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COBWEB CORNERS: The puppy in Cripple Creek

By Mel McFarland

Jan. 14, 2018
       This interesting tale, described in a local newspaper, took place around 1890. The outgoing Midland passenger train stopped at Colorado City and rolled away on its journey westward.
       As Conductor Tuttle started through the train on an inspection of tickets, he found in the first car, nestling in the cushions, a black-eyed, black-haired, rosy-cheeked little lady of about five summers. A contented expression was on her cherub face. Her look, manner and attitude displayed the air of the businesslike woman.
       She was on a mission and she was determined to carry out.
       Thinking it strange that a youngster should be traveling alone, the conductor approached and asked her some questions. It was then he recognized her as the daughter of a local businessman.
       "Where are you going, little one?" he asked.
       "Please, sir, I'm going to Cripple Creek. I've got a nice little doggie there and I'm going to get him and bring him home to papa and mama. I want to pay my fare, too; how much is it?"
       And with all the seriousness in the world. the little one undid a small purse and produced from its depths 35 cents, which she tendered in payment of her ride to the district.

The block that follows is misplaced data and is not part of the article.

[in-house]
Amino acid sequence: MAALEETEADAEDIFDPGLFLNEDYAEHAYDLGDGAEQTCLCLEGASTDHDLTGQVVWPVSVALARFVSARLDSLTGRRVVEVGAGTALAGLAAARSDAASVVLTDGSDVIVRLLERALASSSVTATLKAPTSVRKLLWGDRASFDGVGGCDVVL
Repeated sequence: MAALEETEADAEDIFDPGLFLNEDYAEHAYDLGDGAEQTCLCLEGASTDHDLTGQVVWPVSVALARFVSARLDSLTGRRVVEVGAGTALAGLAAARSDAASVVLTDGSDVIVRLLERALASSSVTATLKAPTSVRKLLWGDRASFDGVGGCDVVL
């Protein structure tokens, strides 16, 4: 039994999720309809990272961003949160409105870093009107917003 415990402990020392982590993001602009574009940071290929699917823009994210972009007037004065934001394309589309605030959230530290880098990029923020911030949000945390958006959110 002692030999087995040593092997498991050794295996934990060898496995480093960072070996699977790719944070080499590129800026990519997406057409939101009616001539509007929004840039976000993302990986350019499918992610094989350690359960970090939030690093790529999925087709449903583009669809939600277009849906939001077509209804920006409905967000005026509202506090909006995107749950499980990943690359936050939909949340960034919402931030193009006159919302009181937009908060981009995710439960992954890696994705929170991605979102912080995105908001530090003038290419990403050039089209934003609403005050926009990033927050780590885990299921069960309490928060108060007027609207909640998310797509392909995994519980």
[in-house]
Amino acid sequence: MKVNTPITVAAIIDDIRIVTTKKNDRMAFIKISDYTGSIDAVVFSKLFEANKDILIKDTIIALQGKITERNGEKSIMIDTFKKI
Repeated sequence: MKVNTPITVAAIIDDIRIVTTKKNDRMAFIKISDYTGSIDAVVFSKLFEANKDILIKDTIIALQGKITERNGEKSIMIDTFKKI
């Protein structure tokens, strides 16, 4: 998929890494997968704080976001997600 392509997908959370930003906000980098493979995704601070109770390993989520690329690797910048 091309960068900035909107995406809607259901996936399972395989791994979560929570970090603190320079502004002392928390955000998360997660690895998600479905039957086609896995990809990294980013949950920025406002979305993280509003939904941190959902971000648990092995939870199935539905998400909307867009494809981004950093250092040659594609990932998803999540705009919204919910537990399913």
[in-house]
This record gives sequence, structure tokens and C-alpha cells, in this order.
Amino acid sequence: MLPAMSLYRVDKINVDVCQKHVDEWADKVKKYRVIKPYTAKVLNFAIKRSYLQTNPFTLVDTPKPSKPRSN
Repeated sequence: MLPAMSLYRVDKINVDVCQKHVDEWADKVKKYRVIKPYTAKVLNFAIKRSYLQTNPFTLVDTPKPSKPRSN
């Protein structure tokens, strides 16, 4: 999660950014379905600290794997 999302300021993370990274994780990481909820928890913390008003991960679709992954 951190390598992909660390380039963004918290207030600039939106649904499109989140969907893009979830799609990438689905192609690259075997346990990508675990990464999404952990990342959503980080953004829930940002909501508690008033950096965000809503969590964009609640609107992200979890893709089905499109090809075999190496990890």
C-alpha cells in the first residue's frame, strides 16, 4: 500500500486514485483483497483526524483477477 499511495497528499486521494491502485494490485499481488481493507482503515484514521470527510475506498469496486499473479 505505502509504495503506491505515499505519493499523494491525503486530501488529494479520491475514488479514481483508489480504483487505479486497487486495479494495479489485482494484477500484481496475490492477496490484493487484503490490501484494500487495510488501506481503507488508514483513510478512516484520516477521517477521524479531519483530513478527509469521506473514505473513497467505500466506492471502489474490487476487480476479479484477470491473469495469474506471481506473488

"Where's your papa?" Said Tuttle, thinking he might be on the train.
       "Oh, he's home."
       "And your mama?"
       "She's home, too. I'm alone, going to get my little dog."
       Struck by the nature of the little one attempting to ride alone, still wishing to find out what could have induced her to make the trip; the kind ticket puncher sat down beside her and questioned her closely. He failed, however, to come at her reasons, other than that she was after her dog.
       Along with her purse, she carried a paper sack. It held a lavish supply of popcorn and candy, all of which she offered to share with the conductor.
       When the train reached Manitou, the conductor got off and telephoned the girl's father, who instructed that she be sent back by the next train. The instructions were obeyed, and before many hours the wearied little traveler was back home, without a puppy.

(Opinion: Cobweb Corners)

       Editor's note: Local historian Mel McFarland has been writing his Cobweb Corners column in the Westside Pioneer since 2004. To see past columns, go to the Pioneer's Archives. Either look for desired articles under the Cobweb Corners category for any year, or search by keywords in the Find box.

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